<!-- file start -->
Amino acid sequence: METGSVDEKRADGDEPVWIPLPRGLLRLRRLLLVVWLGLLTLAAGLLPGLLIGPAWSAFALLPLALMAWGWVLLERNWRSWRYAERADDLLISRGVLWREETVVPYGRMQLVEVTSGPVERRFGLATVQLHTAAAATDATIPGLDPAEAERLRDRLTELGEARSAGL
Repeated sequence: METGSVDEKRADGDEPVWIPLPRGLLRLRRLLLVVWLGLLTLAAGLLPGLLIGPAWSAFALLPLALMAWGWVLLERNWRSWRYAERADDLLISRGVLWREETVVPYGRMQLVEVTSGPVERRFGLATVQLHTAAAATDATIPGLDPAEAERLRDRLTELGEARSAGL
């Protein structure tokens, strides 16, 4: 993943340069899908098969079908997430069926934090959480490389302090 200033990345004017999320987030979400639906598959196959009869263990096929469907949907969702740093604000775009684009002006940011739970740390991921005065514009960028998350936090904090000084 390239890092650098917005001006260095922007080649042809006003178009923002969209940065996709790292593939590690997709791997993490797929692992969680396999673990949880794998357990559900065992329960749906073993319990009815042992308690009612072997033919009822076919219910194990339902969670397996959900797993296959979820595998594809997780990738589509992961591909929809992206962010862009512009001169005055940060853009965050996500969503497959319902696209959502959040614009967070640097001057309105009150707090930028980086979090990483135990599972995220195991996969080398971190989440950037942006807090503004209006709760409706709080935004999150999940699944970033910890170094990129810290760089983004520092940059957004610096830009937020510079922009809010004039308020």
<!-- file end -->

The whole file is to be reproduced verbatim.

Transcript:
Amino acid sequence: METGSVDEKRADGDEPVWIPLPRGLLRLRRLLLVVWLGLLTLAAGLLPGLLIGPAWSAFALLPLALMAWGWVLLERNWRSWRYAERADDLLISRGVLWREETVVPYGRMQLVEVTSGPVERRFGLATVQLHTAAAATDATIPGLDPAEAERLRDRLTELGEARSAGL
Repeated sequence: METGSVDEKRADGDEPVWIPLPRGLLRLRRLLLVVWLGLLTLAAGLLPGLLIGPAWSAFALLPLALMAWGWVLLERNWRSWRYAERADDLLISRGVLWREETVVPYGRMQLVEVTSGPVERRFGLATVQLHTAAAATDATIPGLDPAEAERLRDRLTELGEARSAGL
């Protein structure tokens, strides 16, 4: 993943340069899908098969079908997430069926934090959480490389302090 200033990345004017999320987030979400639906598959196959009869263990096929469907949907969702740093604000775009684009002006940011739970740390991921005065514009960028998350936090904090000084 390239890092650098917005001006260095922007080649042809006003178009923002969209940065996709790292593939590690997709791997993490797929692992969680396999673990949880794998357990559900065992329960749906073993319990009815042992308690009612072997033919009822076919219910194990339902969670397996959900797993296959979820595998594809997780990738589509992961591909929809992206962010862009512009001169005055940060853009965050996500969503497959319902696209959502959040614009967070640097001057309105009150707090930028980086979090990483135990599972995220195991996969080398971190989440950037942006807090503004209006709760409706709080935004999150999940699944970033910890170094990129810290760089983004520092940059957004610096830009937020510079922009809010004039308020």